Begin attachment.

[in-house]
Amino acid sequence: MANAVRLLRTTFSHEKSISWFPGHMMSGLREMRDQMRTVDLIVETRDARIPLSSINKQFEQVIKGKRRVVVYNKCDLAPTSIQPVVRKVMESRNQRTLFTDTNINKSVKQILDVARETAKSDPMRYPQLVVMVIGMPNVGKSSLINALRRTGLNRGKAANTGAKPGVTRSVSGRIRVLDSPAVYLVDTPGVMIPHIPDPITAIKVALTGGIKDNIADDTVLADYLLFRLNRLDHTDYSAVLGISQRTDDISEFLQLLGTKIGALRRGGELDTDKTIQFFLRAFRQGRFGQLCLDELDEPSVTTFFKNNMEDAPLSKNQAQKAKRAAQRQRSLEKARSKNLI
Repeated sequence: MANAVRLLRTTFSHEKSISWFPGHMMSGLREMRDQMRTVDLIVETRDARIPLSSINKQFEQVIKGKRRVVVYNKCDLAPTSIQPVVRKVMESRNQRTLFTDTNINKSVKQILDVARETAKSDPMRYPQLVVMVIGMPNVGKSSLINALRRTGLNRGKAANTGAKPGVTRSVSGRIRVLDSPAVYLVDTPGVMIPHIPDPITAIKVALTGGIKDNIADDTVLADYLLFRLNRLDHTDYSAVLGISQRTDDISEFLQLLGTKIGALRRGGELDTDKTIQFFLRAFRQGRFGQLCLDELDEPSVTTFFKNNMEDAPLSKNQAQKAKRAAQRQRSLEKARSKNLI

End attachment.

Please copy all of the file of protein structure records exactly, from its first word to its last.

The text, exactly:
[in-house]
Amino acid sequence: MANAVRLLRTTFSHEKSISWFPGHMMSGLREMRDQMRTVDLIVETRDARIPLSSINKQFEQVIKGKRRVVVYNKCDLAPTSIQPVVRKVMESRNQRTLFTDTNINKSVKQILDVARETAKSDPMRYPQLVVMVIGMPNVGKSSLINALRRTGLNRGKAANTGAKPGVTRSVSGRIRVLDSPAVYLVDTPGVMIPHIPDPITAIKVALTGGIKDNIADDTVLADYLLFRLNRLDHTDYSAVLGISQRTDDISEFLQLLGTKIGALRRGGELDTDKTIQFFLRAFRQGRFGQLCLDELDEPSVTTFFKNNMEDAPLSKNQAQKAKRAAQRQRSLEKARSKNLI
Repeated sequence: MANAVRLLRTTFSHEKSISWFPGHMMSGLREMRDQMRTVDLIVETRDARIPLSSINKQFEQVIKGKRRVVVYNKCDLAPTSIQPVVRKVMESRNQRTLFTDTNINKSVKQILDVARETAKSDPMRYPQLVVMVIGMPNVGKSSLINALRRTGLNRGKAANTGAKPGVTRSVSGRIRVLDSPAVYLVDTPGVMIPHIPDPITAIKVALTGGIKDNIADDTVLADYLLFRLNRLDHTDYSAVLGISQRTDDISEFLQLLGTKIGALRRGGELDTDKTIQFFLRAFRQGRFGQLCLDELDEPSVTTFFKNNMEDAPLSKNQAQKAKRAAQRQRSLEKARSKNLI